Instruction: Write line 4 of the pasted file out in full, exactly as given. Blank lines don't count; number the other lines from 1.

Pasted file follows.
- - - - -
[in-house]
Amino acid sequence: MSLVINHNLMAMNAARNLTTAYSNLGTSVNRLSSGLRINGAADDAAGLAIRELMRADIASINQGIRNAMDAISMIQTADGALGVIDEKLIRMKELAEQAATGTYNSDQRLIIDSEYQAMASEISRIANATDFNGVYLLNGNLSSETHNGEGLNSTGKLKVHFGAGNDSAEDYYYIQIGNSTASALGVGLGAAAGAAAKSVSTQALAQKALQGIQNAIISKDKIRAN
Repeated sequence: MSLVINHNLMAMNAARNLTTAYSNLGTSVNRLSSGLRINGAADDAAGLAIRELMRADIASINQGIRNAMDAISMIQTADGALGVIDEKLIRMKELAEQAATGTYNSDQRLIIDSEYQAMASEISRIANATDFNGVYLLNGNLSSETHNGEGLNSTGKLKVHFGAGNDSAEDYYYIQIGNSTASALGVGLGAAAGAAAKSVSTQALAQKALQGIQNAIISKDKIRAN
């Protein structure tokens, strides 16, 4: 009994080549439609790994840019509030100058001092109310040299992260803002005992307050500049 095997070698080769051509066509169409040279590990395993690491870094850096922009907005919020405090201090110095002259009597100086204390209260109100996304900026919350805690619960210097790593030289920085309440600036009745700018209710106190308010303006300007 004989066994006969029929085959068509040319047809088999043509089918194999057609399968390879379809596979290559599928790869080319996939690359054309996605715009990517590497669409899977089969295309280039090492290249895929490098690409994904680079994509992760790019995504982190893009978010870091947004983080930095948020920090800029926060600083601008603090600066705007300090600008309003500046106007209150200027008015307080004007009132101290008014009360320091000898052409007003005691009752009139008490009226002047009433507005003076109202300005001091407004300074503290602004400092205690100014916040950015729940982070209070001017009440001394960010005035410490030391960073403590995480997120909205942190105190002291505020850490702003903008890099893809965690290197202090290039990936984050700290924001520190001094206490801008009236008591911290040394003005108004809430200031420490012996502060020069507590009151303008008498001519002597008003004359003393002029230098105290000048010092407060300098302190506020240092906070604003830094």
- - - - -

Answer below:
């Protein structure tokens, strides 16, 4: 009994080549439609790994840019509030100058001092109310040299992260803002005992307050500049 095997070698080769051509066509169409040279590990395993690491870094850096922009907005919020405090201090110095002259009597100086204390209260109100996304900026919350805690619960210097790593030289920085309440600036009745700018209710106190308010303006300007 004989066994006969029929085959068509040319047809088999043509089918194999057609399968390879379809596979290559599928790869080319996939690359054309996605715009990517590497669409899977089969295309280039090492290249895929490098690409994904680079994509992760790019995504982190893009978010870091947004983080930095948020920090800029926060600083601008603090600066705007300090600008309003500046106007209150200027008015307080004007009132101290008014009360320091000898052409007003005691009752009139008490009226002047009433507005003076109202300005001091407004300074503290602004400092205690100014916040950015729940982070209070001017009440001394960010005035410490030391960073403590995480997120909205942190105190002291505020850490702003903008890099893809965690290197202090290039990936984050700290924001520190001094206490801008009236008591911290040394003005108004809430200031420490012996502060020069507590009151303008008498001519002597008003004359003393002029230098105290000048010092407060300098302190506020240092906070604003830094």